Rising prices, heavy taxation threaten sustainability of age-old art in Punjab, India

Rajesh, Wood Carver. Image via Kirrt.

Rajesh, Wood Carver. Image via Kirrt.

The decorative wood carving and inlay art of Hoshiarpur in the Doaba region of the Indian state of Punjab has been world-renowned for centuries. However, environmental protection on rare wood as well as the introduction of complicated bureaucratic export practices has dramatically changed the profession. As wood carving becomes less lucrative, the craft is beginning to die out, leaving many artisans without a viable way forward.

Hoshiarpur is located in the foothills of the Himalayas and has been home to the art of wood inlay for a few centuries.

Antique Hoshiarpur ivory inlaid products are sought out in auction houses not only in India but also abroad. After the trade of ivory was banned, artisans turned to bone, metal and acrylic which can be seen in modern iterations of the craft.

Both then and now, craftsmen prefer the high-quality wood of the Shisham tree (North Indian Rosewood) which is thought to be more durable and resistant to warping.

After growing Chinese demand for rosewood led to complaints about the tree's massive decline in Latin American forests, Shisham wood was put on a list of restricted trade items in 2017. This shortage of wood has boosted the cost of the wood inlay products leading to a drop in local demand and a greater reliance on exportation.

Furnitures and items created using the wood inlay technique. Image via Kirrt.

Furniture and items created using the wood inlay technique. Image via Kirrt.

At the same time, the Indian government created its own international compliance certificate called Vriksh, which certifies that the wood used in handicrafts is legally and responsibly sourced. However, obtaining the certificate has created another layer of bureaucracy which is giving rise to inflated prices by middlemen trading in wood. This coupled with an increase in government taxes is leading to the progressive decline of woodworking artisans in the region.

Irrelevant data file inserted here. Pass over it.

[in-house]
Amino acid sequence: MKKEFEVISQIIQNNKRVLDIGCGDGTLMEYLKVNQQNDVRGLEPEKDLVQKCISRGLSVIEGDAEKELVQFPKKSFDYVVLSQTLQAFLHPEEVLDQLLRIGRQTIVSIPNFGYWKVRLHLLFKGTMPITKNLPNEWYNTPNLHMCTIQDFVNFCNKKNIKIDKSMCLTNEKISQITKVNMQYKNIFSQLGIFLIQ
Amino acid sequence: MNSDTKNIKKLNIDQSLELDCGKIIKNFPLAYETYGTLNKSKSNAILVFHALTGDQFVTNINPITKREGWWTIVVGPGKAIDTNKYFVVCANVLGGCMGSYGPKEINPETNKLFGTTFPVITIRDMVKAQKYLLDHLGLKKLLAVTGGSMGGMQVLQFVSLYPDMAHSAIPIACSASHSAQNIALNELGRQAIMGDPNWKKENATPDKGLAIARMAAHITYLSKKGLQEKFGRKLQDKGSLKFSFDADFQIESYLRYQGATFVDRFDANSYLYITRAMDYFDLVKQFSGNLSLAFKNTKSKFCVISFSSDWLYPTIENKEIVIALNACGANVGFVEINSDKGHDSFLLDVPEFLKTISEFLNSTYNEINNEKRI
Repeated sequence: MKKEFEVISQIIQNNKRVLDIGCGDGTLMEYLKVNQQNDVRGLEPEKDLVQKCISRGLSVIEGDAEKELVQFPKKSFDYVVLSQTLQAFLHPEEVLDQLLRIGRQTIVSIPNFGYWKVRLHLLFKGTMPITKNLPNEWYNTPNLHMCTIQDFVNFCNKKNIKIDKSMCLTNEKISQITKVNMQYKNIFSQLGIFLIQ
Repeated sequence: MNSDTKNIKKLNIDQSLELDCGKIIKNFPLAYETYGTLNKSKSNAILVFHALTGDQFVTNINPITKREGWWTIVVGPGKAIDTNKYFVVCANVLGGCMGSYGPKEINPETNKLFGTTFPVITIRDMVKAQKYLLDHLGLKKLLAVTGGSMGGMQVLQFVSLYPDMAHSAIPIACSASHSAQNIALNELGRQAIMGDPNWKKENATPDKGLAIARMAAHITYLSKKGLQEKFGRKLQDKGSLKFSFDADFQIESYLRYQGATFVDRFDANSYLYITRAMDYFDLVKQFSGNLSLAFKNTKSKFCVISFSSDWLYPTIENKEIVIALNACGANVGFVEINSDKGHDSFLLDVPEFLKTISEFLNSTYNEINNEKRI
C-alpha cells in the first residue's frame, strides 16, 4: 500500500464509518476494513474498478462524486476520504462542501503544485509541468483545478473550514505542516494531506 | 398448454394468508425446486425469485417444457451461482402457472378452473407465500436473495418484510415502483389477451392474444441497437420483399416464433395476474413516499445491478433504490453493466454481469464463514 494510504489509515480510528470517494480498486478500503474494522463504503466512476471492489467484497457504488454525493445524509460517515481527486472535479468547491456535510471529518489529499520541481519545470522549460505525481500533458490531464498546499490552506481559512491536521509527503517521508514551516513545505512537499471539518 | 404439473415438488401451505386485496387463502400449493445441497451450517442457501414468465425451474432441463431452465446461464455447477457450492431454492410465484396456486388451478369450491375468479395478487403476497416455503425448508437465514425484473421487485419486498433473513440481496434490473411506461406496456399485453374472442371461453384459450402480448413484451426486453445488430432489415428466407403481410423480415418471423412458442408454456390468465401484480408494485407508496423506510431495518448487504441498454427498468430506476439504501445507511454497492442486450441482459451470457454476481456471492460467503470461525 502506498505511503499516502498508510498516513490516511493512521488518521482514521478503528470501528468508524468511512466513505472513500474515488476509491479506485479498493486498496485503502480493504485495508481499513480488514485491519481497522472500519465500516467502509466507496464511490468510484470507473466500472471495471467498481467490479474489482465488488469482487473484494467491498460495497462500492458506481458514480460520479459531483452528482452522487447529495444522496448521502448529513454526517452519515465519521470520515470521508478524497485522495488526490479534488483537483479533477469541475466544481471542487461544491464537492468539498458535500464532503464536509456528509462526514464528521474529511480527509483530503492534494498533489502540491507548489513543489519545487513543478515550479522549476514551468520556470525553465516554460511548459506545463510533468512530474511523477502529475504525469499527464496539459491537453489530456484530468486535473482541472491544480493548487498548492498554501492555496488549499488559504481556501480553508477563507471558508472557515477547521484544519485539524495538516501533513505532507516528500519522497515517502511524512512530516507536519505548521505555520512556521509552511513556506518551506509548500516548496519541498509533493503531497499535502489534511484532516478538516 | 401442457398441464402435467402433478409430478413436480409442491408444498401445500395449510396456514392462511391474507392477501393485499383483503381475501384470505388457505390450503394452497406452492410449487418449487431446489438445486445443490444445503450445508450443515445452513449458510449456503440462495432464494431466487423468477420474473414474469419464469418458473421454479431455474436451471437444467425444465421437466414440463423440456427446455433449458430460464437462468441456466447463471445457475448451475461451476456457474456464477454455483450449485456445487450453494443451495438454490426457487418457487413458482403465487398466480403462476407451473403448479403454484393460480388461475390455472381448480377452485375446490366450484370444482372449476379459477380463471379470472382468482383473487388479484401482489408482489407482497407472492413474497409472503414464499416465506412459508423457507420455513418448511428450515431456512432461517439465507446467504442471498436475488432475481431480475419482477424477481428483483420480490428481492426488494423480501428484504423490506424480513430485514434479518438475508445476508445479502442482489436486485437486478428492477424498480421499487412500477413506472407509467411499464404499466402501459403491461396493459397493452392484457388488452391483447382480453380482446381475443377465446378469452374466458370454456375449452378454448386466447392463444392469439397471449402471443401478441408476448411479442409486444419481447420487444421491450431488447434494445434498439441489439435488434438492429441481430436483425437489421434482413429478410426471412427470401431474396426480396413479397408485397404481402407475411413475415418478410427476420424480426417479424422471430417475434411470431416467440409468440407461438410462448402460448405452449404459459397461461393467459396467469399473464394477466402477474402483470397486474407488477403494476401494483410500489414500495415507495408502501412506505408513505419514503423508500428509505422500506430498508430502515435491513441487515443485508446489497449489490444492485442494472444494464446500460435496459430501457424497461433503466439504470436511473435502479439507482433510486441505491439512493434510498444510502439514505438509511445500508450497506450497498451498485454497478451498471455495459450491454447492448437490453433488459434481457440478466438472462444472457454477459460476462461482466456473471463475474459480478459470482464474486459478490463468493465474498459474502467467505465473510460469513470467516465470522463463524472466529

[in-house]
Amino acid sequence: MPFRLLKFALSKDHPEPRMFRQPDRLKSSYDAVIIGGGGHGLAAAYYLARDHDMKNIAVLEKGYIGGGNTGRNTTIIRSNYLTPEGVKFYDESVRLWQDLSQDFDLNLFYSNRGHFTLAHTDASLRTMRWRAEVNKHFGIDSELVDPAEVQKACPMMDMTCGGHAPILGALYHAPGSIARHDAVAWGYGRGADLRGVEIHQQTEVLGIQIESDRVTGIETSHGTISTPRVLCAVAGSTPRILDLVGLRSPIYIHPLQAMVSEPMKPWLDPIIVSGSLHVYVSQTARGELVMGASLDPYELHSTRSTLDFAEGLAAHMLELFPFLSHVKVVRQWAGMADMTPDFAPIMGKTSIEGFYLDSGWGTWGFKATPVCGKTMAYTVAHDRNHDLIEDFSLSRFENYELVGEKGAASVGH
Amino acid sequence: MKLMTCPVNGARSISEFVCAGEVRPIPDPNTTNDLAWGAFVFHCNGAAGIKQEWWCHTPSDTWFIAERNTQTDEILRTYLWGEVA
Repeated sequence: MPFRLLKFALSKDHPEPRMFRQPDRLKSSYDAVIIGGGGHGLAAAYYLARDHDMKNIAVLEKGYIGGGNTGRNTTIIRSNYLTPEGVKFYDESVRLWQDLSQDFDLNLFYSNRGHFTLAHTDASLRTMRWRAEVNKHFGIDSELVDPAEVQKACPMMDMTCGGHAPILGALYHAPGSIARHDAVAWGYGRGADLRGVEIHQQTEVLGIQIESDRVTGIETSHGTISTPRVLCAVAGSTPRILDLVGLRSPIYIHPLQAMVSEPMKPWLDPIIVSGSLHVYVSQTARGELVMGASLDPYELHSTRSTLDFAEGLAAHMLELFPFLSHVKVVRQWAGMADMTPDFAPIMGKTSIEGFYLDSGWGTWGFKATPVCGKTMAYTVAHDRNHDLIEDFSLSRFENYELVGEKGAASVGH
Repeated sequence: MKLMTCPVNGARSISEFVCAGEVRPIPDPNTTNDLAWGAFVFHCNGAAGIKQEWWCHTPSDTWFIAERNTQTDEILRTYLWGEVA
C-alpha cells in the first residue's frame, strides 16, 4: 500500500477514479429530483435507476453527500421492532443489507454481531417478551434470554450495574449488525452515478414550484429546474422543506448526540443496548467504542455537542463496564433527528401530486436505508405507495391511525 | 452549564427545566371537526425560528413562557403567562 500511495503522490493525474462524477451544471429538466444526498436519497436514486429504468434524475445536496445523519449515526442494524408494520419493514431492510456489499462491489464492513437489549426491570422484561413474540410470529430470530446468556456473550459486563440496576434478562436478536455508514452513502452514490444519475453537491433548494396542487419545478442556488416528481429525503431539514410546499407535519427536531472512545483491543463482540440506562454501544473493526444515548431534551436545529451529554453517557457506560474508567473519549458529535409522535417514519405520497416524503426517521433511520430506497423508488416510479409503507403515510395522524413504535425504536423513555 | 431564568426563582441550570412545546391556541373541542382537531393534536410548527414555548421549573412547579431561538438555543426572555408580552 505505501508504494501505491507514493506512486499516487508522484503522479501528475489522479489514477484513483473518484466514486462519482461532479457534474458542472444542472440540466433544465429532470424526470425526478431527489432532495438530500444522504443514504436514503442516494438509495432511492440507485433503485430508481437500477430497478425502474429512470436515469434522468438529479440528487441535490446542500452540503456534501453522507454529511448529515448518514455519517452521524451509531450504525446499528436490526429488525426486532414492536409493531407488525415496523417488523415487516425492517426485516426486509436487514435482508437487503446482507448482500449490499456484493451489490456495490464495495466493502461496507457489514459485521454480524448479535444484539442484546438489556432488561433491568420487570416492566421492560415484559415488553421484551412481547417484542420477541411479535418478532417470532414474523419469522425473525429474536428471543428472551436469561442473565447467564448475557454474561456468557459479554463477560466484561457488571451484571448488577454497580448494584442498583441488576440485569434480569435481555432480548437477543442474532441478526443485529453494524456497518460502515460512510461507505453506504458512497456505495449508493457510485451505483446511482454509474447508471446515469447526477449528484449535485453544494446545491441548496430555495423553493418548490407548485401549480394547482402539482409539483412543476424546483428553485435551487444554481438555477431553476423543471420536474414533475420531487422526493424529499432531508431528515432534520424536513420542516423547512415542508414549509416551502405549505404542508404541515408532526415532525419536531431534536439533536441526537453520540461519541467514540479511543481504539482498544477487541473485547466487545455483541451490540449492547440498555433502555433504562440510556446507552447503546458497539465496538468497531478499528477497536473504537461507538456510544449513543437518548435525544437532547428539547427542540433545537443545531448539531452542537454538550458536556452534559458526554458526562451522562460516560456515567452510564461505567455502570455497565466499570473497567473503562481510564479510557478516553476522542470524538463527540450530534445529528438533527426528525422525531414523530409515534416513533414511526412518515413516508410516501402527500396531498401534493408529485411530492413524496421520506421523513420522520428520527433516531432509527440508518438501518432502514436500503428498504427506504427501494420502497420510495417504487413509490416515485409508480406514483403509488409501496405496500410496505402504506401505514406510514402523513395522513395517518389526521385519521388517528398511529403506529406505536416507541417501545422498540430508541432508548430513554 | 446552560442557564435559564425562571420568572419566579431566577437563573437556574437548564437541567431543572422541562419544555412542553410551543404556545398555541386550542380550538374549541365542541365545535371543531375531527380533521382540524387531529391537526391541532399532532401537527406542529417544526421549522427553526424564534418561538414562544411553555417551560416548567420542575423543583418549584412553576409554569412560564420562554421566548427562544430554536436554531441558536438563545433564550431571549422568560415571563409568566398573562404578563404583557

The Hoshiarpur government website puts the number of practicing artisans at 100-150 and notes that the scarcity of Shisham wood is threatening the survival of the trade.

Global Voices’ partner, Kirrt, is an online gallery where stories about artisans from the Punjab region are documented. In 2018, Kirrt featured Rajesh, a woodcarver from Hoshiarpur, who described how the profession has changed over the years:

All the craftsmen, who knew the art of carving patterns in wood and shading them, has passed away. I’m one of the last two artists left in the business. Kapurthala is known for its unique furniture with ivory inlay. But when the government banned the ivory, we started using acrylic sheets to maintain the white colour. [..]

In 1911, my grandfather went to England as part of a team to do wooden work in English homes. We still possess the certificate he got back then. I was 10 when I held the shading pencils for the first time. [,,] I never excelled at school. My family decided to take me off the school and teach me the family profession.

Wood Carver at work. Image via Kirrt.

Wood Carver at work. Image via Kirrt.

He describes that it is a low paid profession:

But even after all this hard work, I didn’t achieve much. I’ve never been able to save a cent from this job. My daily wage is just 300-400 (US$ 4-6) Rs. which is barely enough to sustain everyday life.

Rajesh talks about the challenges many artists are facing:

By complaining so much I am not blaming the shopkeeper who has hired me, his position isn’t any better. Furniture worth lakhs is lying in the store waiting for customers. Our products don’t have local customers, they are expensive for the locals. Most of the sale happened overseas but now the government has imposed so much tax on exporting and you have to submit (a lot of) paperwork for all the material used in a product.

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